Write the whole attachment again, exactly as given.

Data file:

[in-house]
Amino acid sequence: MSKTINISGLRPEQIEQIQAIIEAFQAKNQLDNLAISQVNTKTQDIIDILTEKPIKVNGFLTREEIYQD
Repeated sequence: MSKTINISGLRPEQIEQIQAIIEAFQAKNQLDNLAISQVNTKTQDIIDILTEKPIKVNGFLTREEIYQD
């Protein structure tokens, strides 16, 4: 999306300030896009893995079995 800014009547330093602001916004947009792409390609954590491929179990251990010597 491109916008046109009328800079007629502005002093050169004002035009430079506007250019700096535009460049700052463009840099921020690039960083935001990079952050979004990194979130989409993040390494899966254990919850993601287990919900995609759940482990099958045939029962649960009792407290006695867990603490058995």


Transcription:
[in-house]
Amino acid sequence: MSKTINISGLRPEQIEQIQAIIEAFQAKNQLDNLAISQVNTKTQDIIDILTEKPIKVNGFLTREEIYQD
Repeated sequence: MSKTINISGLRPEQIEQIQAIIEAFQAKNQLDNLAISQVNTKTQDIIDILTEKPIKVNGFLTREEIYQD
């Protein structure tokens, strides 16, 4: 999306300030896009893995079995 800014009547330093602001916004947009792409390609954590491929179990251990010597 491109916008046109009328800079007629502005002093050169004002035009430079506007250019700096535009460049700052463009840099921020690039960083935001990079952050979004990194979130989409993040390494899966254990919850993601287990919900995609759940482990099958045939029962649960009792407290006695867990603490058995």